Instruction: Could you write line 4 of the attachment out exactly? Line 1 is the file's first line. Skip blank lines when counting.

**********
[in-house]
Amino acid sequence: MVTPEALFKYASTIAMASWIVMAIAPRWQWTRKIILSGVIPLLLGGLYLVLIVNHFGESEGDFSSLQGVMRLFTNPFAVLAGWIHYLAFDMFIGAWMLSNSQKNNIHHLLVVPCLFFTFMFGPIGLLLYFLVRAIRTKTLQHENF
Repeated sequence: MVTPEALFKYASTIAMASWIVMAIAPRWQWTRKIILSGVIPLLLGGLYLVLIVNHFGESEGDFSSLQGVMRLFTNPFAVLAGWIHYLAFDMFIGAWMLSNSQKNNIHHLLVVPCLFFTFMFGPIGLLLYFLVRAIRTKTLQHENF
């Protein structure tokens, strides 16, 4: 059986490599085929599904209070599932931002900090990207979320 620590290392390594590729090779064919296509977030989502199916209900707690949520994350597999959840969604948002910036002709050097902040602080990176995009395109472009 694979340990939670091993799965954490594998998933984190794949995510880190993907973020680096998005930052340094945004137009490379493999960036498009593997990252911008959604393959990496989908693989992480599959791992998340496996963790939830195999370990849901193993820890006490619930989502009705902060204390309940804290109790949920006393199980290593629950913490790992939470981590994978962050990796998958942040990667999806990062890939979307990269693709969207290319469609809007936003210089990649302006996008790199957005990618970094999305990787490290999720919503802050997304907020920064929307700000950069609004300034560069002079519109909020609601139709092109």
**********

């Protein structure tokens, strides 16, 4: 059986490599085929599904209070599932931002900090990207979320 620590290392390594590729090779064919296509977030989502199916209900707690949520994350597999959840969604948002910036002709050097902040602080990176995009395109472009 694979340990939670091993799965954490594998998933984190794949995510880190993907973020680096998005930052340094945004137009490379493999960036498009593997990252911008959604393959990496989908693989992480599959791992998340496996963790939830195999370990849901193993820890006490619930989502009705902060204390309940804290109790949920006393199980290593629950913490790992939470981590994978962050990796998958942040990667999806990062890939979307990269693709969207290319469609809007936003210089990649302006996008790199957005990618970094999305990787490290999720919503802050997304907020920064929307700000950069609004300034560069002079519109909020609601139709092109």